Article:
Finally, the authors of the aforementioned assessments correctly point out that the entire set of circumstances surrounding the CAI Agreement cannot be fully described by the well-known formula “business as usual,” because the category “politics” is evidently present. Along with this statement, memes about various kinds of violations by China (in the Xinjiang Uyghur and Tibet Autonomous Regions, Hong Kong) and its pressure on Taiwan are mainstreamed, and accusations in initiating the Covid-19 pandemic are made. Despite persistent “instructions” on these matters to Beijing, coming from Brussels and Washington, the former shows no desire to “mend” its ways.

Moreover, at the beginning of this summer, Europe and China exchanged blows (related to the mainstreaming of the first Uyghur-genocide theme) when sanctions were imposed on some individuals of the parties.

This switching of politics to business (incidentally, it also characterizes the EU relations with Russia) makes the prospect of CAI ratification uncertain. It is correct to say that it will depend on the development of the transformation of the political reality in general.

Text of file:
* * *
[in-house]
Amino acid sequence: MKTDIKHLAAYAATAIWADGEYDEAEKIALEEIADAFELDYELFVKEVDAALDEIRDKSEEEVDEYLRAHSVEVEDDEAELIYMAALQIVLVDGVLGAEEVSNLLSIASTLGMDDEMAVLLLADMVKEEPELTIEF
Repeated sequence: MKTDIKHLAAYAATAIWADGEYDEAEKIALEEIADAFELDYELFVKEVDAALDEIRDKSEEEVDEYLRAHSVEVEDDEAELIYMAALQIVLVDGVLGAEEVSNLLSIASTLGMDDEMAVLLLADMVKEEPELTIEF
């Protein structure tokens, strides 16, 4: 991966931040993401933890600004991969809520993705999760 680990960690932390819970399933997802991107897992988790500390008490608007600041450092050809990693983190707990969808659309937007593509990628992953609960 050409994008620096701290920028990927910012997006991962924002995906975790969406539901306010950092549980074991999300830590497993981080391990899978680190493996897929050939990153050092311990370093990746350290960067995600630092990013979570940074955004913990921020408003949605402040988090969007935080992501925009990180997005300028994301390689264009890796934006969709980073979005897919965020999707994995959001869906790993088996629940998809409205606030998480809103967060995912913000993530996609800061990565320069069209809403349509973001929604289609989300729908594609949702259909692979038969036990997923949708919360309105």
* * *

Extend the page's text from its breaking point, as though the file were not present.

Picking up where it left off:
In any case, let us repeat that the very fact of the conclusion of the CAI in late 2020 was a milestone. Moreover, the Europeans undoubtedly took advantage of the pause in attention (related to the transfer of power in Washington) that their Big Brother was giving to matters in its foreign policy arena. This fact directly contradicted the common Western front against “new geopolitical challenges,” the sources of which are now appointed to be China and Russia.

However, the earlier propaganda machine associated with the same Chinese “violations” has sharply increased its momentum. And the swing of Europe’s political-economic preferences has once again moved towards Washington. At the May 20 session of the European Parliament, the ratification of the CAI was suspended, and its further prospect, to reiterate, remains unclear.

A month later, in Europe, during a week-long trip to the continent, the new American President Joe Biden became active, who has declared his intention to return the US to the world stage. It was evidenced by the adoption of several documents based on meetings with the leaders of allied countries and privileged foreign policy partners.